Lord Arthur Hervey

Lord Arthur Charles Hervey (20 August 1808 – 9 June 1894) was an English bishop who served as Bishop of Bath and Wells from 1869 to 1894. He was usually known by his aristocratic courtesy title, "Lord", rather than the style appropriate to a bishop, the Right Reverend.

Background and education

Hervey was the fourth son of Frederick Hervey, 1st Marquess of Bristol, by Elizabeth Albana Upton, daughter of Clotworthy Upton, 1st Baron Templetown. His paternal grandfather was Frederick Hervey, 4th Earl of Bristol, the Bishop of Derry. He was born at his father's London house, 6 St James's Square, on 20 August 1808. From 1817 to 1822, he lived abroad with his parents, chiefly in Paris, and was taught by a private tutor. He entered Eton College in 1822 and remained there until 1826. He entered Trinity College, Cambridge, in 1827, and after a residence of two years and a half, obtained a first class in the classical tripos and graduated B.A. in 1830.[1]


Having been ordained both deacon and priest in October 1832, Hervey was instituted in November to the small family living of Ickworth-cum-Chedburgh, Suffolk, with which he was associated until 1869. Chedburgh, being in 1844 separated from Ickworth and joined to Horningsheath or Horringer, he also became curate of Horringer until in 1856 he was instituted to the rectory which he held with Ickworth. He was active in clerical work, took a leading part in the organisation of educational institutions in Bury St. Edmunds such as the Bury and West Suffolk Archaeological Institute of which he was the President.[2] He seems to have been the first to propose a system of university extension.[3] In 1862 he was appointed archdeacon of Sudbury.

On the resignation of Lord Auckland, Bishop of Bath and Wells, in 1869, he was offered the bishopric on the recommendation of William Ewart Gladstone, and was consecrated on 21 December. He remained in the post until his death in 1894. He was a moderate evangelical.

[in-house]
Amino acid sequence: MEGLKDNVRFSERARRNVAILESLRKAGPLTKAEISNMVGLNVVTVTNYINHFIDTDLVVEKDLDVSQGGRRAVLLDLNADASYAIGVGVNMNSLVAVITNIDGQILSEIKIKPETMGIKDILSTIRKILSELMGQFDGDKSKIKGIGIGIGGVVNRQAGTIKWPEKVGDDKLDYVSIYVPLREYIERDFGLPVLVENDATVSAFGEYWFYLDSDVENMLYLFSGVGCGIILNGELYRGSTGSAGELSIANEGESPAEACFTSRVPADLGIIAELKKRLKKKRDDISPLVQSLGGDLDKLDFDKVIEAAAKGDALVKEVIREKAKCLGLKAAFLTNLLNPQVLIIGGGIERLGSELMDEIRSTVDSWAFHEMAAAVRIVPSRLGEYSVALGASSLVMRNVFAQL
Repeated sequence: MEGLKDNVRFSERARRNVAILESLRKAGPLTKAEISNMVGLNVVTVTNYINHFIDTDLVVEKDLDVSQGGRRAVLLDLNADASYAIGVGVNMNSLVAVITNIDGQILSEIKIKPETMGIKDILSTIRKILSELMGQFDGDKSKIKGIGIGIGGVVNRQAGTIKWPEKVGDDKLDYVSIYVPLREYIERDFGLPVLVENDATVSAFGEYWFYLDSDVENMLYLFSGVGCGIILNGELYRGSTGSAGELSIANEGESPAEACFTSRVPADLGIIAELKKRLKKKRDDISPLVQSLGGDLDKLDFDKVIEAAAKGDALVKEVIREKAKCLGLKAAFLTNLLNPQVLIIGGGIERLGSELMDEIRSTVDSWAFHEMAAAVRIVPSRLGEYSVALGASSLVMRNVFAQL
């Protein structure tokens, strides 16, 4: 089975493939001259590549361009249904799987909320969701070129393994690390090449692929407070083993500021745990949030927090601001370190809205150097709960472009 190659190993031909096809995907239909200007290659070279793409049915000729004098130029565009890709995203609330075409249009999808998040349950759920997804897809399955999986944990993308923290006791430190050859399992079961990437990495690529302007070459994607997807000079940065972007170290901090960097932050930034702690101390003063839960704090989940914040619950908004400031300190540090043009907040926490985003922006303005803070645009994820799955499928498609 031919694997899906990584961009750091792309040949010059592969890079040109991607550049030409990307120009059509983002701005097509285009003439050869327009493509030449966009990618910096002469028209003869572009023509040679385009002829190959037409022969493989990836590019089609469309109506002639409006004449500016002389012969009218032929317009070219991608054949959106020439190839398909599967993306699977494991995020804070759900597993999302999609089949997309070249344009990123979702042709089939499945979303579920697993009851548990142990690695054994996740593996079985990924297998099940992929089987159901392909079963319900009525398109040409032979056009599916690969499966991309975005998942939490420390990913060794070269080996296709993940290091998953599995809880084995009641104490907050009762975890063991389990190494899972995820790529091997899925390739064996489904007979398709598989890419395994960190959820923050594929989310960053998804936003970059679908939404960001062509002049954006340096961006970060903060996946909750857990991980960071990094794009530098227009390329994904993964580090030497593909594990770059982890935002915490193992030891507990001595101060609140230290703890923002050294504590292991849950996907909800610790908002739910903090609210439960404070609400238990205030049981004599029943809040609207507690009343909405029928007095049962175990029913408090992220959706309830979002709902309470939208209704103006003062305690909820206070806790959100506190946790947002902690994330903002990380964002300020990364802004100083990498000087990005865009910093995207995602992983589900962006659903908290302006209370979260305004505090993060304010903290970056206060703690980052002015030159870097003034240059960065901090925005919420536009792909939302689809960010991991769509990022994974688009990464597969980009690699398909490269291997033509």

Hervey was a good linguist, and wrote some antiquarian papers. He was one of the committee of revisers of the Authorised Version of the Old Testament, which sat 1870–1884, and in 1885 received the honorary degree of D.D. from the university of Oxford in recognition of his services. He contributed largely to William Smith's Dictionary of the Bible and to the Speaker's Commentary. Besides sermons and lectures, charges and pamphlets, he was author of The Genealogies of our Lord (1853).


Tomb in Wells Cathedral

Hervey married Patience Singleton, daughter of John Singleton (born Fowke), of Hacely, Hampshire, and Mell, County Louth, on 30 July 1839. They had twelve children, of whom five sons and three daughters survived him. He died in Hackwood, near Basingstoke, the house of his son-in-law, C. Hoare, on 9 June 1894 in his eighty-sixth year and was buried in Wells.

In the 1870s, one of Hervey's daughters trained the mute swans in the five sided moat at the Bishops Palace to ring bells, by pulling strings, to beg for food.[4]


  1. ^ "Lord Arthur Hervey (HRVY827AC)". A Cambridge Alumni Database. University of Cambridge.
  2. ^ Dow, Leslie (1948). "A Short History of the Suffolk Institute of Archeology and Natural History" (PDF). Proceedings of the Suffolk Institute Archeology and Natural History. XXIV (Part 3): 129–143.
  3. ^ In a pamphlet entitled 'A Suggestion for supplying the Literary . . . Institutes . . . with Lecturers from the Universities' (1855).
  4. ^ Rambridge, Kate (2013). The Bishop's Palace. A guide to the palace and gardens. The Palace Trust. p. 47.

Wikisource This article incorporates text from a publication now in the public domainLee, Sidney, ed. (1901). "Hervey, Arthur Charles". Dictionary of National Biography (1st supplement). London: Smith, Elder & Co.